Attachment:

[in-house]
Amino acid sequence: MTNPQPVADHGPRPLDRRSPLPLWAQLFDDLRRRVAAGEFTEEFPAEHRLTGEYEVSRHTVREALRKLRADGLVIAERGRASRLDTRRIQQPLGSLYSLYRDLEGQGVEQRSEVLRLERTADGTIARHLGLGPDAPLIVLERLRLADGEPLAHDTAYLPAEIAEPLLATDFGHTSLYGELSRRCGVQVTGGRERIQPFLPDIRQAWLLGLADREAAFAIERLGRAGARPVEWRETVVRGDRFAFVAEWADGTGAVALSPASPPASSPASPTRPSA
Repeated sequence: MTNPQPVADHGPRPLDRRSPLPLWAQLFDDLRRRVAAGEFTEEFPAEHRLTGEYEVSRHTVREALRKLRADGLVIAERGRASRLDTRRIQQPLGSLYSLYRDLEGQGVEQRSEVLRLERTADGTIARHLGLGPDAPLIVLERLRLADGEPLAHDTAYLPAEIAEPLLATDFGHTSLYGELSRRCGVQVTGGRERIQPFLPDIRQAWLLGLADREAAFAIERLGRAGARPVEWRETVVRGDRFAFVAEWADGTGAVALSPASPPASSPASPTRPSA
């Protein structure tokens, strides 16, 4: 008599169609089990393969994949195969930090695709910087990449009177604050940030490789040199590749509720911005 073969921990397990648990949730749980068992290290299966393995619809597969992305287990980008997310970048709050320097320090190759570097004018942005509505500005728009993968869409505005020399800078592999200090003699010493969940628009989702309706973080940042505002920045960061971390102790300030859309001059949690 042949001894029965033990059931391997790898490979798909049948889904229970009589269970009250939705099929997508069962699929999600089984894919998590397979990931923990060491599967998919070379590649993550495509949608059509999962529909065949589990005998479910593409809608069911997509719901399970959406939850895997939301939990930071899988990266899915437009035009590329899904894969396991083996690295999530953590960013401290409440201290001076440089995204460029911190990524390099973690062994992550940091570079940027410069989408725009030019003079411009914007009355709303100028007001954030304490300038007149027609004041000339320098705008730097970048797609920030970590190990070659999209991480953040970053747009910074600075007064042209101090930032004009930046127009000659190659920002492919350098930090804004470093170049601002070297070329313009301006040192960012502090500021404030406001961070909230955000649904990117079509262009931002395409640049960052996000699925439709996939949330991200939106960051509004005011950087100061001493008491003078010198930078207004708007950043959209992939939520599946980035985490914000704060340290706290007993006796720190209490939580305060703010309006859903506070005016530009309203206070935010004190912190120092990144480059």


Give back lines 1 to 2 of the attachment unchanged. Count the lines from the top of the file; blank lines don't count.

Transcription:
[in-house]
Amino acid sequence: MTNPQPVADHGPRPLDRRSPLPLWAQLFDDLRRRVAAGEFTEEFPAEHRLTGEYEVSRHTVREALRKLRADGLVIAERGRASRLDTRRIQQPLGSLYSLYRDLEGQGVEQRSEVLRLERTADGTIARHLGLGPDAPLIVLERLRLADGEPLAHDTAYLPAEIAEPLLATDFGHTSLYGELSRRCGVQVTGGRERIQPFLPDIRQAWLLGLADREAAFAIERLGRAGARPVEWRETVVRGDRFAFVAEWADGTGAVALSPASPPASSPASPTRPSA